Putting up council tax for second home owners is “not a silver bullet” to solve the housing problems in Pembrokeshire, a councillor has argued.

Cost of housing has increased, particularly in coastal areas, as has demand both from second home owners and those looking to relocate, a report to councillors said.

A Notice of Motion put forward by Labour councillors to increase the second home council tax premium to 100 per cent this financial year was not adopted by members of the policy and pre-decision overview and scrutiny committee this week.

As previously reported, the council has said it is not possible to make a council tax variation this financial year.

However, the committee heard from cabinet member for finance Cllr Bob Kilmister that plans for a public consultation on increasing the premium next year were in place, with a likely launch next month.

There are currently 3,641 homes subject to the second homes council tax premium of 50 per cent – which is to be spent on housing and the Enhancing Pembrokeshire grants scheme – and raising it to 100 per cent would generate an additional £2.3million, a report to committee states.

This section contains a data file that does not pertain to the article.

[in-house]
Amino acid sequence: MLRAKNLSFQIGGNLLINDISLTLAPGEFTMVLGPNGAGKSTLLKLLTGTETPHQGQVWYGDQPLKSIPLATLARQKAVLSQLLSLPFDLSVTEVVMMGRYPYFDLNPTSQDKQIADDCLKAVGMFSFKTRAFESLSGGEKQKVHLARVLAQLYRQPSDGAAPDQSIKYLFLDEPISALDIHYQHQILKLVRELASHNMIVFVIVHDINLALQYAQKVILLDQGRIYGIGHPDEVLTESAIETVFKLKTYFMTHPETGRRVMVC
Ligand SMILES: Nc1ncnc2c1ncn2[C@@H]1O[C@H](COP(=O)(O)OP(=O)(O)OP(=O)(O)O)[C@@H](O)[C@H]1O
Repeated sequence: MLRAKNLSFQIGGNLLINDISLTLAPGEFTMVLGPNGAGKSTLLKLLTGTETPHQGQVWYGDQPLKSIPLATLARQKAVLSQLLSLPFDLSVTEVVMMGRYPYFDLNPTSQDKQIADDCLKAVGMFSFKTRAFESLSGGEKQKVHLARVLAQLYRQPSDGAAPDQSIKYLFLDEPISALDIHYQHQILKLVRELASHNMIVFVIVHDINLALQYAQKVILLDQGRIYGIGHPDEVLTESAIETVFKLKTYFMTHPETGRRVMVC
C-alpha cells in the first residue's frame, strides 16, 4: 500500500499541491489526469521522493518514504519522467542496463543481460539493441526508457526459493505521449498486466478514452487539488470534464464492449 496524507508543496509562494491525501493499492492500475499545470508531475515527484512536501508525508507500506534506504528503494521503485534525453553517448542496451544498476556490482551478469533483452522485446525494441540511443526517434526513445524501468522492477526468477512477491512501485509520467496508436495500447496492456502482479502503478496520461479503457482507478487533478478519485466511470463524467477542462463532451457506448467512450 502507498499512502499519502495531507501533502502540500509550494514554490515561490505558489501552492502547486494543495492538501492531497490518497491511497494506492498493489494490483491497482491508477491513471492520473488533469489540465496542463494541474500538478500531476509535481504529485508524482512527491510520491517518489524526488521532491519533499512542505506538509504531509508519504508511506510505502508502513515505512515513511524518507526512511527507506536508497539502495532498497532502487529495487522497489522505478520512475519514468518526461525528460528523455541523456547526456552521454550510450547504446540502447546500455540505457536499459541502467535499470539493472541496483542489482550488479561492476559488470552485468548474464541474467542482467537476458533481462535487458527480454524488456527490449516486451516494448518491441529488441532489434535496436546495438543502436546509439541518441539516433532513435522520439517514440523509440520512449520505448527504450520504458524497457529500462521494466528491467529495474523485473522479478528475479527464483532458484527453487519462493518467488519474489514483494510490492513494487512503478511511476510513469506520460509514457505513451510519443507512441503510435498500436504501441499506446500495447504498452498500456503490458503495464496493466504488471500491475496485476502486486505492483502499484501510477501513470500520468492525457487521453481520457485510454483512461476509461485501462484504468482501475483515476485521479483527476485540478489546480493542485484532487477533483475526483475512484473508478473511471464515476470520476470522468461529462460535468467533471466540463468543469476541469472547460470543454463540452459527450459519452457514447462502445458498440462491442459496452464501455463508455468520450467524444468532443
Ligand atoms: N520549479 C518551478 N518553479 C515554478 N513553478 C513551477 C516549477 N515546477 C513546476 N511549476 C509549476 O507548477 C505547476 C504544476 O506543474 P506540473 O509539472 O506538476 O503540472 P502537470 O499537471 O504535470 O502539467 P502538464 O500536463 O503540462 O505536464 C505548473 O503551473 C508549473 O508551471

There are also many more holiday lets in coastal areas which are not subject to the premium and are classed as businesses.

Cllr Tony Baron said he agreed that the “second home problem is acute in Pembrokeshire and one of the few things we can do is to vary council tax.”

It was a widespread problem across Wales and other areas of the UK he added, and there was a need to look at planning laws and increasing building as well.

Cllr Kilmister said that it was difficult to provide large areas of land to build on in coastal areas but houses were to be built at Brynhir, Tenby and in Solva, adding increasing premiums “isn’t a silver bullet that will solve this problem.”

He added it was a complex issue which also had unintended consequences for some home owners, as did the long term empty property premium.